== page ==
Editorial: Wisdom from the pulpit

  • Pastor Rob Gormbley of The First Congregational Church of Shelburne. STAFF FILE PHOTO/PAUL FRANZ

Published: 7/21/2021 3:26:30 PM

Today, as in ages past, some of our brightest minds are speaking from the pulpit, offering insights both theological and secular. As we emerge from a pandemic, faith leaders offer perspectives that transcend charts, graphs, maps, data points and social media. Following, we continue our occasional compilation of wisdom culled from recent columns in the Faith Matters series on Saturday’s Religion Page.

From The Rev. Dr. Lloyd Parrill, UCC minister, retired: “Sadly, now we are engaged in a great civil and cultural war. It is an attack upon truth itself. The press is assailed as ‘fake news,’ the findings of science are debunked (global warming), and the exercise of free speech is taken to allow sedition and insurrection as ‘patriotic.’ I pray this nation and foundation on which it stands shall not only long endure, but thrive, with liberty and justice for all.” (Jan. 30, 2021)

From The Rev. Dr. Candi Ashenden, senior pastor at Athol Congregational Church: “All the world’s a pulpit. That doesn’t mean you need to be standing on a street corner proselytizing, but it does mean that every action you take and the very way you move through the world should make your faith evident. All the world’s a pulpit, so go out and let your faith shine!” (June 26, 2021)

From the Rev. Jason Burns of Greenfield: “The realization that we are not the lords of creation but are, in fact, simply one small part of it can be a hard pill to swallow. Despite our existence being about love for God and all of creation, we make the choice to ignore that purpose when we extinguish entire species of plants and animals. We make the choice to pollute the oceans, we make the choice to focus on our own happiness. But despite all of this, there is hope for redemption. There is hope that through God the redeemer we will change our ways and return to a life that focuses on both God and creation.” (June 12, 2021)

From GurujiMa of the Village of Light Ashram in Leverett: “Today, you are being invited to sing your own ‘note’ in the choir of all souls upon the Earth. For Christianity, that is the message of Easter and it is the message of the Resurrection. For those who come from other traditions, this is the message of the light of the soul, bursting forth now within human consciousness. This light shows the way for each one to become free to be themselves. Such is the gift of your own precious life, and the willingness to receive it will be of benefit to the entire planet.” (May 22, 2021)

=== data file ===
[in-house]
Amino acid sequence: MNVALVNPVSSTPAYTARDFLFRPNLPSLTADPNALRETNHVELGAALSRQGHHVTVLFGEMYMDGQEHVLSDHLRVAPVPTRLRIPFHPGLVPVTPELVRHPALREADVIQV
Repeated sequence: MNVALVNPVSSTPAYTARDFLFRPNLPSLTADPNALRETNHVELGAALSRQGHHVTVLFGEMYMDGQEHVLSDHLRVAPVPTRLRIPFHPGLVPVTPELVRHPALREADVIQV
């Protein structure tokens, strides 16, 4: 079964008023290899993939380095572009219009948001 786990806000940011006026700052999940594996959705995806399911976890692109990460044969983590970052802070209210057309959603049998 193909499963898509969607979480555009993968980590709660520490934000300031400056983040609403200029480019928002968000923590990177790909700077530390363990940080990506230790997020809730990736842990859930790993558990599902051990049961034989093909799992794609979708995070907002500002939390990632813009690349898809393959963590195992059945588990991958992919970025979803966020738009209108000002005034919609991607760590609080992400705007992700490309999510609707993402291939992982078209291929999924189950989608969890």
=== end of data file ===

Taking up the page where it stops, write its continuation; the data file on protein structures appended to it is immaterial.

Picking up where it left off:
From The Rev. Heather J. Blais, rector, Episcopal Church of Saints James and Andrew: “A group of radical thinkers asks us, ‘Is there nothing you can do about the environment? ‘Nothing’ may be one of the best things you can do: One day every week, do nothing.’ On our day of rest, the Green Sabbath Project encourages us to not do anything that creates carbon emission. Then, during the other six days we work, but we do so with an intentionality about caring for creation by reducing, reusing, recycling.” (May 8, 2021)

From Most Rev. William D. Byrne, Bishop, Roman Catholic Diocese of Springfield: “Theological hope is not wishing something to happen, it is knowing that God will prevail in spite of present challenges. It’s knowing that although it is cloudy, the sun is still up there. Hope believing that despite darkness, the Son is always there.” (Feb. 20, 2021)

From Ben Tousley, M.Div., spiritual counselor, Cooley Dickinson Hospice: “We are all in some way broken. What we reach for to bind us back together can remind us we are not alone but dependent on the wider community for our healing. The Jewish faith has a tradition called Tikkun Olam, which means to repair (or heal) the world through acts of kindness and justice. We know that our bodies have the healing power, when bones are broken, to heal back stronger. So, too, as history has demonstrated, does this democratic body, our country, have that ability to heal back stronger when hate and injustice divide us. May it be so.” (Jan. 23, 2021)

From the Rev. Dr. Cynthia Crosson-Harrington, First Congregational church of Whately, UCC: “My decision to get a puppy and have it trained for work in ministry brought with it my need to read up on dog training. I discovered that training is as much a task of the trainer as of the dog and requires certain qualities to be successful. I began to focus on how I could be the person this puppy needed me to be. As I made a list, I recognized these qualities: Patience, kindness, loving, looking for the best in others, forgiving. As I considered all this, Bible passages came to mind again and again. Weren’t these the very qualities that God is encouraging us to demonstrate?” (Jan. 16, 2021)

From The Rev. Randy Calvo, First Congregational Church of Sunderland, on the 245th anniversary of the Declaration of Independence: “As a person of faith, that the foundation of this radical and liberating document is based on God-granted human equality amazes and inspires me. Universal human equality is the ideal that July Fourth celebrates. It is the basis of our democracy and why voting rights must be not only protected, but encouraged.” (July 3, 2021)

From Pastor Rob Gormbley, interim pastor, First Congregational Church of Shelburne, UCC: “Jesus and his disciples went to the beach to get away from the pressures of his mission. Taking a break from daily living is an important part of self care that has been difficult to come by over the last year. If you happen to find yourself on the beach, remember that you are in good company.” (June 5, 2021)


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